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Unions Call on Labour to Tackle Fuel Poverty

September 12, 2014 | Fuel Poverty

Eight of the largest trade unions in the UK have urged the Labour party to create domestic energy efficiency policies that would reduce fuel poverty and cut consumer bills, while creating jobs and helping the environment.

A letter to Labour leader Ed Miliband was signed by unions including Unison, Prospect, Unite, the University and College Union and GMB.

The organisations outlined a number of measures – based on the Warm Homes report from Unison – they want included in the party’s energy efficiency policies.

One recommendation is a strategy to bring all homes in the UK up to Energy Performance Certificate (EPC) standard B and C.

The unions also called for the introduction of grants for energy efficient measures, with a cap of £10,000. The eventual aim of this would be to bring at least two million households to EPC level B and C by 2020, and for all six million low-income homes to achieve this rating by 2025.

Furthermore, Labour has been urged to promote energy efficiency loans by offering zero interest for those able to pay, while introducing a street-by-street delivery programme led by local authorities.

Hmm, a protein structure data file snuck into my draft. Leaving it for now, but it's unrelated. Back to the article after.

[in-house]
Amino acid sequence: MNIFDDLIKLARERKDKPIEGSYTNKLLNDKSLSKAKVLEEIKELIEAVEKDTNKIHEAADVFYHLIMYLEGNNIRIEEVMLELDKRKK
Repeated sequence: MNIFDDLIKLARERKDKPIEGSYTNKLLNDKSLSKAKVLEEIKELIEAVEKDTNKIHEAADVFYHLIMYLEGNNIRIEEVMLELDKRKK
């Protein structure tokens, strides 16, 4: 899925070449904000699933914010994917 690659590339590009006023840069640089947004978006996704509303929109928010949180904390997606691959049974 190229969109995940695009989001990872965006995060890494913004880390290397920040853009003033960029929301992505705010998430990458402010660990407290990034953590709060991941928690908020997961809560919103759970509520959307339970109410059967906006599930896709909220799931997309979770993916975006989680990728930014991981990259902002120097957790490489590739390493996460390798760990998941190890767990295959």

According to Unison’s Warm Homes report, strategies such as these could save consumers between £300 and £600 a year and preserve local gas supplies.

The unions warned that the UK is approaching “crisis point” in terms of gas resources and could be forced to import up to 70 per cent of gas from abroad within the next five years.

Dave Prentis, general secretary of Unison, said the government’s Green Deal scheme, which is designed to make it easier for homeowners to introduce energy-saving improvements, has “failed miserably”.

He added: “It is a national tragedy that five million homes are languishing in fuel poverty because of poorly insulated homes, and it is these households that are the least well prepared to absorb future increases in energy prices.

“What we desperately need is a strategy that will address the UK’s energy crisis by eliminating the need for large-scale fracking and bring millions of people in from the cold.”

In June this year, the government launched the Green Deal Home Improvement Fund to offer more money back for households introducing energy efficiency measures. The scheme proved so popular it exhausted its budget and was closed to new applications after six weeks.

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  1. Pointless call by the unions – may as well call on the magic faeries to tackle fuel poverty

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